In one of the most fiercely contested elections in years, the turnout of the 2015 British general election was still stubbornly low at 66.1% – only a single percentage point more than in 2010, and still around 10 points lower than the ranges common before the 1990s.
There has been all manner of hand-wringing about how to improve voter engagement and turnout. Considering the huge range of things we now do online, why not voting too? A Lodestone political survey suggested that 60% of respondents said they would vote if they could do so online, and this rose to around 80% among those aged 18-35. As recently as this year, the speaker of the House of Commons called for a secure online voting system by 2020.
But designing a secure way to vote online is hard. An electronic voting system has to be transparent enough that the declared outcome is fully verifiable, yet still protect the anonymity of the secret ballot in order to prevent the possibility of voter coercion.
Any online voting system has to arrive at its conclusion in such a way that voters and observers can verify the count, independently of the software used – this is called end-to-end verifiability. This way voters can be assured that their votes were recorded as they were cast, and that all cast votes were counted correctly.
The vital nature of this can be explained by analogy to online banking. Bank customers can verify their own bank statements – and need not care about the software that produced them. But what if the banks provided no evidence of your transactions, just your remaining balance – how could you verify that the bank wasn’t cheating you?
The difficulty in respect of online voting is that how each voter cast their vote must be kept secret – we can’t just have a huge banking-like “statement” recording who voted which way. Instead, all the votes cast are gathered together and presented on a website in encrypted form, in order to ensure ballot secrecy.
The challenge is to design a way of using encryption that allows an independently-verifiable tallying of individual votes, without removing the secrecy it affords the ballots. Methods have been invented that allow the voting server to generate cryptographically-sound proofs that its count is correct. This means voters, observers and media organisations can perform the necessary checks to establish that the declared outcome really does match the votes cast in the elections.
Electronic voting in the real world
Online voting has been carried out eight times in Estonia, first in a local election in 2005 and, most recently, for its parliamentary elections in 2015. However the system Estonia uses does not support end-to-end verifiability. The tallying done by the server could be easily rigged, for example if someone has attacked the server with malware.
Norway also ran a trial of internet voting during local elections in 2011. The Norwegian system didn’t support end-to-end verifiability either – and in fact Norway has ended the project amid concern it could damage confidence in the electoral process. Nor has online voting in either country boosted voter turnout. There are benefits to electronic voting – verifiability, lower cost, speed – but on the real world evidence so far boosting turnout isn’t one of them.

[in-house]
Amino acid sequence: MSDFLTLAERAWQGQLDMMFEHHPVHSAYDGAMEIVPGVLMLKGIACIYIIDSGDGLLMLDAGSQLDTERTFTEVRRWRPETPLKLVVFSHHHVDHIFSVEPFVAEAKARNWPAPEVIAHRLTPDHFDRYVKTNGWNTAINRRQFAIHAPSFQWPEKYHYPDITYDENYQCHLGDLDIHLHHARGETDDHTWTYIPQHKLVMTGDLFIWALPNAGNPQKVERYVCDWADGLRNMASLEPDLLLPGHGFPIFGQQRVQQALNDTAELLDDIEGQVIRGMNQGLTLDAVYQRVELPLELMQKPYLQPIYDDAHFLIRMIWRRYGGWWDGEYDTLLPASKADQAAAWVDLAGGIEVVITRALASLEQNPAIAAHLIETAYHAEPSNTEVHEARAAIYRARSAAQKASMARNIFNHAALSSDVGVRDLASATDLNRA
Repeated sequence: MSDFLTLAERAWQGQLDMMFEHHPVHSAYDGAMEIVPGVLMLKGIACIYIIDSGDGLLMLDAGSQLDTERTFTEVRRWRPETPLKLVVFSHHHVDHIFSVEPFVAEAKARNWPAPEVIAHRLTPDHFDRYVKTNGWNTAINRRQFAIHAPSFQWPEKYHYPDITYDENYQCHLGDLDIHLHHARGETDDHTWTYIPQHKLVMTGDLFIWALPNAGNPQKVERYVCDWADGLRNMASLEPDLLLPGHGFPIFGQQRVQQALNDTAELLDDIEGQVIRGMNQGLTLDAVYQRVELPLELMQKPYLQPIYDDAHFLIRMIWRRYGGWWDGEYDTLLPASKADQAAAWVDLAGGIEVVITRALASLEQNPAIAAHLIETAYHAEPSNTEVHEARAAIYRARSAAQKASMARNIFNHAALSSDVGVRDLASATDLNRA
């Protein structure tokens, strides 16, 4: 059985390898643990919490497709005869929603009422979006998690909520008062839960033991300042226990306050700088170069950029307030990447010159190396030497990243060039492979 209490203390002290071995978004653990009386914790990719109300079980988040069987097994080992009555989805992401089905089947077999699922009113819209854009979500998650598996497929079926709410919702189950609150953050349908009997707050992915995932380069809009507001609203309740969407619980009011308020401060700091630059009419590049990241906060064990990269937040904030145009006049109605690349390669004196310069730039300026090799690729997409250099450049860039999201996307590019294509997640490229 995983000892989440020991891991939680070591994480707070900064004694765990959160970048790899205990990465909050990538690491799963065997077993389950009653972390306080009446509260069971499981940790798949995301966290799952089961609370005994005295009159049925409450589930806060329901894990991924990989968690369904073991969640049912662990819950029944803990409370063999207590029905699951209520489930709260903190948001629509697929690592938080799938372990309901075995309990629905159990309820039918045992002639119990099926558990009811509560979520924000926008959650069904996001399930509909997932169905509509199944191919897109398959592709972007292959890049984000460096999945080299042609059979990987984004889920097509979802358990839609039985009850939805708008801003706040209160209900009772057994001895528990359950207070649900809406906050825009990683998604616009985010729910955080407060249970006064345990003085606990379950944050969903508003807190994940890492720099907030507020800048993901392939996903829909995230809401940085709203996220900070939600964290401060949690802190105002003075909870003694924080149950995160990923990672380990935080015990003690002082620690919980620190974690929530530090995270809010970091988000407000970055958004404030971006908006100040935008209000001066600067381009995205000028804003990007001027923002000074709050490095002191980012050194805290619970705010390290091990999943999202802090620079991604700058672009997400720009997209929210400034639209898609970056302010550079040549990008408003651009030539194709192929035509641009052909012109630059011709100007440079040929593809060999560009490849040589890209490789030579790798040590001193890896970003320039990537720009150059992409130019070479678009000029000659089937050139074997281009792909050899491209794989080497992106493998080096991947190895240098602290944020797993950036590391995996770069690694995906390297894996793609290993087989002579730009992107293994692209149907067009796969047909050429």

We have recently seen researchers show how various attacks on existing electronic voting system are possible. Examples include iVote online voting system used in NSW elections in Australia or AVS WinVote machines used in three presidential elections in Virginia in the US. These attacks can affect the outcome of the election in an undetectable way, as there is no way for observers to verify independently the outcome of the election.
A system called Scantegrity was used in Takoma Park city municipal elections in the US in 2009, and vVote (an adaptation of the Prêt à Voter system) was recently used in Australian state of Victoria elections. These systems include mechanisms for end-to-end verifiability and so provide high assurance in the election results. But they are designed to be used in polling stations only, and so defeat the main perceived advantage of online voting by removing voters’ ability to vote from anywhere.
The challenge of malware
Another challenge to designing verifiability in online voting is the possibility of malware infection of voters’ computers. By some estimates between 30%-40% of all home computers are infected. It’s quite possible that determined attackers could produce and distribute malware specifically designed to thwart or alter the outcome of a national election – for example undetectably changing the way a user votes and then covering its tracks by faking how the vote appears to have been cast to the voter. Whatever verifability mechanisms there are could also be thwarted by the malware.
One way to try to prevent this kind of attack is to make voters use several computers during the voting process. Although this is hardly convenient, the idea is to make it more difficult for an attacker to launch a co-ordinated attack across several computers at once.
Online voting is attractive because it promises convenience. But providing true end-to-end verifiability remains an enormous challenge. Governments and politicians should be aware of the risks, and the possible loss of confidence in the voting system if whatever system introduced is found to be flawed. Democracy is important – if voting is to be done online it must be done properly, or not at all.